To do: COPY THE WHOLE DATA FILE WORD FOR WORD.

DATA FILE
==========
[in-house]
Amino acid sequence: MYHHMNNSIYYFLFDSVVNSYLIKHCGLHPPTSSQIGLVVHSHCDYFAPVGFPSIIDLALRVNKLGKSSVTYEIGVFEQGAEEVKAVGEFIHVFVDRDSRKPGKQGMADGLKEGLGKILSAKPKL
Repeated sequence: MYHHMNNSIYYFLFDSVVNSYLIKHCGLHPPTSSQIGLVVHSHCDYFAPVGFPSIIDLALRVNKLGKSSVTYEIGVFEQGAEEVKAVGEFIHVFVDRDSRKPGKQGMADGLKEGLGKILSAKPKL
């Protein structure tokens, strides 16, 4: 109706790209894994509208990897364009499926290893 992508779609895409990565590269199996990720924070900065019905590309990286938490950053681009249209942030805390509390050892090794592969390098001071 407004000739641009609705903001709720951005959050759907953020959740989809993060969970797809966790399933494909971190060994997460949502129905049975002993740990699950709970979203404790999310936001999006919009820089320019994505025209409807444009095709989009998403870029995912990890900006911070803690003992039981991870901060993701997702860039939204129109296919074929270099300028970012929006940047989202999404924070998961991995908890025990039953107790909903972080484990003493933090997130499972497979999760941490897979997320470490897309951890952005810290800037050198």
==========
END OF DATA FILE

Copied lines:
[in-house]
Amino acid sequence: MYHHMNNSIYYFLFDSVVNSYLIKHCGLHPPTSSQIGLVVHSHCDYFAPVGFPSIIDLALRVNKLGKSSVTYEIGVFEQGAEEVKAVGEFIHVFVDRDSRKPGKQGMADGLKEGLGKILSAKPKL
Repeated sequence: MYHHMNNSIYYFLFDSVVNSYLIKHCGLHPPTSSQIGLVVHSHCDYFAPVGFPSIIDLALRVNKLGKSSVTYEIGVFEQGAEEVKAVGEFIHVFVDRDSRKPGKQGMADGLKEGLGKILSAKPKL
């Protein structure tokens, strides 16, 4: 109706790209894994509208990897364009499926290893 992508779609895409990565590269199996990720924070900065019905590309990286938490950053681009249209942030805390509390050892090794592969390098001071 407004000739641009609705903001709720951005959050759907953020959740989809993060969970797809966790399933494909971190060994997460949502129905049975002993740990699950709970979203404790999310936001999006919009820089320019994505025209409807444009095709989009998403870029995912990890900006911070803690003992039981991870901060993701997702860039939204129109296919074929270099300028970012929006940047989202999404924070998961991995908890025990039953107790909903972080484990003493933090997130499972497979999760941490897979997320470490897309951890952005810290800037050198």